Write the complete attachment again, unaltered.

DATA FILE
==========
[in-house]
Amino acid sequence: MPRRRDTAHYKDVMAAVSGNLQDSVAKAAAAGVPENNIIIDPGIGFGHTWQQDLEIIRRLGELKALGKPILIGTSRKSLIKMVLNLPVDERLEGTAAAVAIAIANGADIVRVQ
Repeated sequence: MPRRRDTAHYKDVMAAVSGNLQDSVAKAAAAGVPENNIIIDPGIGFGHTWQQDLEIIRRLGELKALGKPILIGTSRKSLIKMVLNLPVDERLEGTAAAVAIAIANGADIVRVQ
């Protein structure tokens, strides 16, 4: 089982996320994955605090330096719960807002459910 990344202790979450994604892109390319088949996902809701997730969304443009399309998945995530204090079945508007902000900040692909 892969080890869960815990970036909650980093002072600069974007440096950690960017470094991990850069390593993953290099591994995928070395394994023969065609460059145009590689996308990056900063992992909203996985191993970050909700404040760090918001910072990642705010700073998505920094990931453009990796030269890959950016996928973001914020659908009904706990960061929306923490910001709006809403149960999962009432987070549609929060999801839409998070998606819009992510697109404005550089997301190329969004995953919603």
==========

[in-house]
Amino acid sequence: MPRRRDTAHYKDVMAAVSGNLQDSVAKAAAAGVPENNIIIDPGIGFGHTWQQDLEIIRRLGELKALGKPILIGTSRKSLIKMVLNLPVDERLEGTAAAVAIAIANGADIVRVQ
Repeated sequence: MPRRRDTAHYKDVMAAVSGNLQDSVAKAAAAGVPENNIIIDPGIGFGHTWQQDLEIIRRLGELKALGKPILIGTSRKSLIKMVLNLPVDERLEGTAAAVAIAIANGADIVRVQ
């Protein structure tokens, strides 16, 4: 089982996320994955605090330096719960807002459910 990344202790979450994604892109390319088949996902809701997730969304443009399309998945995530204090079945508007902000900040692909 892969080890869960815990970036909650980093002072600069974007440096950690960017470094991990850069390593993953290099591994995928070395394994023969065609460059145009590689996308990056900063992992909203996985191993970050909700404040760090918001910072990642705010700073998505920094990931453009990796030269890959950016996928973001914020659908009904706990960061929306923490910001709006809403149960999962009432987070549609929060999801839409998070998606819009992510697109404005550089997301190329969004995953919603």